Bulgarian nationalists blocked border checkpoints with Turkey on Friday to stop buses bringing Bulgarian ethnic Turks to vote in Sunday's election amid growing tension between the two neighbours.
Sofia has accused Ankara of interference in its election on behalf of the DOST party that represents Bulgarian Turks, the country's largest ethnic minority. Polls suggest DOST will fall short of the four-percent vote needed to enter parliament.
With slogans reading "Hands off Bulgaria" and "No to electoral tourism", about 100 supporters of the nationalist coalition United Patriots blocked the main checkpoint at Kapitan Andreevo-Kapikule and vowed to stay until the end of the vote.
Tensions have risen also between Ankara and the broader European Union since Germany and the Netherlands blocked Turkish ministers campaigning among expatriate Turks in their countries for a referendum that would give Turkish President Tayyip Erdogan broader executive powers.
The United Patriots said more than 1,000 buses with voters from Turkey were expected to cross the border - a movement they say is organised and paid for by the Turkish state to increase support for the DOST party.
"It is not normal for a foreign country to interfere in the election of another sovereign state," Krasimir Karakachanov, co-leader of the United Patriots, told Reuters. "Turkey is now trying to provide voters for DOST, a pro-Turkish party, because it knows that the support for this party in Bulgaria is very low."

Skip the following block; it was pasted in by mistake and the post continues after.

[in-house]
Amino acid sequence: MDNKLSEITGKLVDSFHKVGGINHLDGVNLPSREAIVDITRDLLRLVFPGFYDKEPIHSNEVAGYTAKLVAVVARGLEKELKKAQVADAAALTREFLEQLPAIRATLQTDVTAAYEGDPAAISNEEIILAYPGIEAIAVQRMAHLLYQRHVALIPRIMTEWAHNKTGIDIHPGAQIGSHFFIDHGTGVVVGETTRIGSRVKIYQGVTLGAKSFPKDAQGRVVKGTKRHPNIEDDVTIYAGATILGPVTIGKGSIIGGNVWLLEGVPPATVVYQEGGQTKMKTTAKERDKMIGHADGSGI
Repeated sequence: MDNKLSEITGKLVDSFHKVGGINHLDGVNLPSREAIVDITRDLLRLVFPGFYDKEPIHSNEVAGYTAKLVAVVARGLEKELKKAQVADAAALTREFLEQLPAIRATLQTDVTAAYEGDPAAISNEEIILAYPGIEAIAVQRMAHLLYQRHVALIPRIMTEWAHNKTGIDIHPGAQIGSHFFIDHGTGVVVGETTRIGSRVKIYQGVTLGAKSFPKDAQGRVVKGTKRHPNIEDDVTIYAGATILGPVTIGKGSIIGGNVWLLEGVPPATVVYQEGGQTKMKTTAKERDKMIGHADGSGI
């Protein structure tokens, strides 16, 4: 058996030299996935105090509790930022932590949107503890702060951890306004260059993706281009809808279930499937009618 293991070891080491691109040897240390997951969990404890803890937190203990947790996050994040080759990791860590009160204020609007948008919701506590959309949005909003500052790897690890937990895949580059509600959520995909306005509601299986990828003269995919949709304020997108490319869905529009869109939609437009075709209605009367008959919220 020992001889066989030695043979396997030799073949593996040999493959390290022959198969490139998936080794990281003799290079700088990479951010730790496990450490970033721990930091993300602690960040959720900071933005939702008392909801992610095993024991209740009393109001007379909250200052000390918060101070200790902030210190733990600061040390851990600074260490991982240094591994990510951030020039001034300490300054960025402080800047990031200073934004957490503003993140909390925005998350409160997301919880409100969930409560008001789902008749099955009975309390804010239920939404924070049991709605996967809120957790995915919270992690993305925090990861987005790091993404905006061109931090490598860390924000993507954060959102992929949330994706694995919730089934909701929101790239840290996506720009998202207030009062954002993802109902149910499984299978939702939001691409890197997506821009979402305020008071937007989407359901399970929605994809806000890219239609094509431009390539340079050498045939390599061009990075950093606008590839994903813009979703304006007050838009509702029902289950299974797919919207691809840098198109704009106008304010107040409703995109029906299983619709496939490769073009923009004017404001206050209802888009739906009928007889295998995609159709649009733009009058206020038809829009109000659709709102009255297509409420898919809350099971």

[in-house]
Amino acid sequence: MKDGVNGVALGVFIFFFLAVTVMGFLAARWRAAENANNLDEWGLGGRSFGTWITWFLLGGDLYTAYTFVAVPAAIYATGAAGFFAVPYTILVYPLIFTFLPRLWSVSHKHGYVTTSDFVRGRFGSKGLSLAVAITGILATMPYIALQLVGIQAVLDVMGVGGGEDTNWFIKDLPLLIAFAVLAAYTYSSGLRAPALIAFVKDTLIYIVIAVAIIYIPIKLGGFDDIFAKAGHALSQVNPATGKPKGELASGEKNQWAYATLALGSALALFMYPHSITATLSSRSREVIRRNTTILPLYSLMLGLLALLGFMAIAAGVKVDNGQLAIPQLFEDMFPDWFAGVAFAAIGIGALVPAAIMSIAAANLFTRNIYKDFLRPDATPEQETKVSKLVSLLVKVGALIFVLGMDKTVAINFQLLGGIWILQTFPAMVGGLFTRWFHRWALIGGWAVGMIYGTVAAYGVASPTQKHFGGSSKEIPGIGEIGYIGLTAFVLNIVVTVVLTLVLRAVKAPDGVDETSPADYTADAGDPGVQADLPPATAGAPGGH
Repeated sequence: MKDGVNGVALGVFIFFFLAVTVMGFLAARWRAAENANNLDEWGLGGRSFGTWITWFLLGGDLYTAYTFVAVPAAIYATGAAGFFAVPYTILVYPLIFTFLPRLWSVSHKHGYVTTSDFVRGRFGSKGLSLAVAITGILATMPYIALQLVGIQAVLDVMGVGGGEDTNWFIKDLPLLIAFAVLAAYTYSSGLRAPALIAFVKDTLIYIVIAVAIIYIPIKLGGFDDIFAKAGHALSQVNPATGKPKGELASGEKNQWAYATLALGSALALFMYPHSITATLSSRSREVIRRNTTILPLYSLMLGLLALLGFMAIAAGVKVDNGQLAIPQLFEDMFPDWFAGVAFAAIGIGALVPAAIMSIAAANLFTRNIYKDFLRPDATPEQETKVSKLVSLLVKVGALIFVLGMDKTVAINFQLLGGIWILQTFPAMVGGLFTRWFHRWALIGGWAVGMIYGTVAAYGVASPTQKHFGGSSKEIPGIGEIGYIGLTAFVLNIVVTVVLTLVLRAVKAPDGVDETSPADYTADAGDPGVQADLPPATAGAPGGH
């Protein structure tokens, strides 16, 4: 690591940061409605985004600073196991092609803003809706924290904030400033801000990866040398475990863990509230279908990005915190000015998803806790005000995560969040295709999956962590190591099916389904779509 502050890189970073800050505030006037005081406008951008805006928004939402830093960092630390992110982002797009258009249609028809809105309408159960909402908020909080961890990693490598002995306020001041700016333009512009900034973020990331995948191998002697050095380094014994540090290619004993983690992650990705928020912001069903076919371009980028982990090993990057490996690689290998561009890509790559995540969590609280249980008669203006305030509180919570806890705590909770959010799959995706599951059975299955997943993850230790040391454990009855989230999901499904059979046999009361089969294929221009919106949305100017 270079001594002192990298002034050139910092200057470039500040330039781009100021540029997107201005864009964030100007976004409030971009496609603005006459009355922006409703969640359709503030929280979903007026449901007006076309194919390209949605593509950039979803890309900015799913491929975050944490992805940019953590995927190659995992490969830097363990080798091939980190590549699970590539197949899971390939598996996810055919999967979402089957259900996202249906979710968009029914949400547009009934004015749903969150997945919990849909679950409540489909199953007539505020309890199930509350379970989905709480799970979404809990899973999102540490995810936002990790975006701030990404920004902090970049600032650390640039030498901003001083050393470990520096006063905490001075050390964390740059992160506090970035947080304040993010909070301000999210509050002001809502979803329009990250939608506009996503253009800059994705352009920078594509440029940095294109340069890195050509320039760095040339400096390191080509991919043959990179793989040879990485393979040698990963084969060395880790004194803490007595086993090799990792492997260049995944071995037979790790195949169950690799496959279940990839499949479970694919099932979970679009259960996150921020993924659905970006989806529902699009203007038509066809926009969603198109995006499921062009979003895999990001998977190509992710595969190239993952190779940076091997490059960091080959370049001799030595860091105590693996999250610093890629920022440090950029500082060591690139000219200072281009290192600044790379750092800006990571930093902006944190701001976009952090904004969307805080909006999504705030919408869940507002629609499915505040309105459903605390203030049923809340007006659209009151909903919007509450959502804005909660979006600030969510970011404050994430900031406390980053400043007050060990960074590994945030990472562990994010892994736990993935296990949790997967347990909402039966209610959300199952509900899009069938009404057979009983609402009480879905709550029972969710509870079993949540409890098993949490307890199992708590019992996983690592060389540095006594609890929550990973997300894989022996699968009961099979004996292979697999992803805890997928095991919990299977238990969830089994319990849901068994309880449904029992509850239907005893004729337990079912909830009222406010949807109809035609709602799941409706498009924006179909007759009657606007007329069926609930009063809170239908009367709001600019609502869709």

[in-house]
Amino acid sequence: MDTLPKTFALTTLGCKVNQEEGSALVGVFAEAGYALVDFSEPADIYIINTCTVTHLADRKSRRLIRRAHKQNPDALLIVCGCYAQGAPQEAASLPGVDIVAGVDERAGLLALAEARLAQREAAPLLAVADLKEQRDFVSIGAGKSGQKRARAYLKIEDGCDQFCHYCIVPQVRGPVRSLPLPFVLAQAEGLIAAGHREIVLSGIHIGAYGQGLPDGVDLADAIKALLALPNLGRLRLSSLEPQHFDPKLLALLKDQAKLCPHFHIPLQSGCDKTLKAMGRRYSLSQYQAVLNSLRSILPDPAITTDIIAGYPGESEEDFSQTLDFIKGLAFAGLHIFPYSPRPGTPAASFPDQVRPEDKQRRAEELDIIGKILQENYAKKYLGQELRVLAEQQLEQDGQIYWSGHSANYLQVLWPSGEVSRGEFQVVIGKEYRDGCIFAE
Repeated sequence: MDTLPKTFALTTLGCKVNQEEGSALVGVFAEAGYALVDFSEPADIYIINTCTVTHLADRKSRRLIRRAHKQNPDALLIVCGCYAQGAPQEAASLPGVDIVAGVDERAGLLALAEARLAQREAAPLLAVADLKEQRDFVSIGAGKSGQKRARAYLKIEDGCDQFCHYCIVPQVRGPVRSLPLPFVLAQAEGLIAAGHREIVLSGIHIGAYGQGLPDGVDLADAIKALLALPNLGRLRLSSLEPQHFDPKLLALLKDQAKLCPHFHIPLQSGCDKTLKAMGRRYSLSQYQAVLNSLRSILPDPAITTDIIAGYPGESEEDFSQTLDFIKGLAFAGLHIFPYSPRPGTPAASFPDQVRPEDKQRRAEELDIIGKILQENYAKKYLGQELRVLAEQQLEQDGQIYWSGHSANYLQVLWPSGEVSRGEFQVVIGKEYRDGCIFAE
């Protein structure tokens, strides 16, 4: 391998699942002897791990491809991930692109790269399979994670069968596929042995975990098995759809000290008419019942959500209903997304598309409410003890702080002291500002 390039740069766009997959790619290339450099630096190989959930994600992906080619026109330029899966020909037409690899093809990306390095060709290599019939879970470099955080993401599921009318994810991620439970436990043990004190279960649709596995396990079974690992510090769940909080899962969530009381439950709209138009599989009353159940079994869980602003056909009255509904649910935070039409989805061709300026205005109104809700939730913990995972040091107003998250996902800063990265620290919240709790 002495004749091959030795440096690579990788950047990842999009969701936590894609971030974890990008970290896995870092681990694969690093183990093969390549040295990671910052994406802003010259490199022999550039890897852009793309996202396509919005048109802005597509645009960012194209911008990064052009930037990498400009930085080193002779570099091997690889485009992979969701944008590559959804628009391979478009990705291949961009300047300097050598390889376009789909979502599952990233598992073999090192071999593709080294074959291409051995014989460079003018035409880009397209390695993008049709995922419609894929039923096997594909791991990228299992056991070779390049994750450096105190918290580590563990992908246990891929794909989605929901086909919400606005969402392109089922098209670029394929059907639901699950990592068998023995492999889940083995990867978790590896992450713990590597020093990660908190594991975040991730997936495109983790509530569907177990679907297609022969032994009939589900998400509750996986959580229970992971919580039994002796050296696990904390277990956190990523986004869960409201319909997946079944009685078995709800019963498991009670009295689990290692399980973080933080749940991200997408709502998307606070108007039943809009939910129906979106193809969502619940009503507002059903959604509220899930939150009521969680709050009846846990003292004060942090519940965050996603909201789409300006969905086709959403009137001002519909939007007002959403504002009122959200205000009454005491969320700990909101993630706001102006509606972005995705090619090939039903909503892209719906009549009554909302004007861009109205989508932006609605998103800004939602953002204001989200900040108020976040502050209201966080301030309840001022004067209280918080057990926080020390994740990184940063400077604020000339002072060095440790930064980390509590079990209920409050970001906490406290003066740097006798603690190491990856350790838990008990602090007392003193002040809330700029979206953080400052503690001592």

Erdogan accused Bulgaria on Thursday of putting pressure on Bulgarian ethnic Turks living and working in Turkey and flouting democratic principles.
Bulgarian security services have expelled two Turkish citizens and banned another three from entering the country, saying they were inciting anti-Bulgarian sentiment in areas of mixed population.
The nationalists, whose support has increased with the inflow of mainly Muslin migrants to Europe, are seen coming third in the snap polls this Sunday and are expected to play a kingmaker role in forming a new government.
European Union member Bulgaria stands out in the Balkans for its significant Muslim minority, some 12 percent among 7.2 million mainly Orthodox Christians - a legacy of almost 500 years of Ottoman Turkish rule that ended in the late 19th century.
The resistance to the Muslim Ottomans is a core element of Bulgarian national identity. About 400,000 Bulgarian nationals live in Turkey, most of them Bulgarian Turks descended from Ottoman-era Turkish settlers in the Balkans.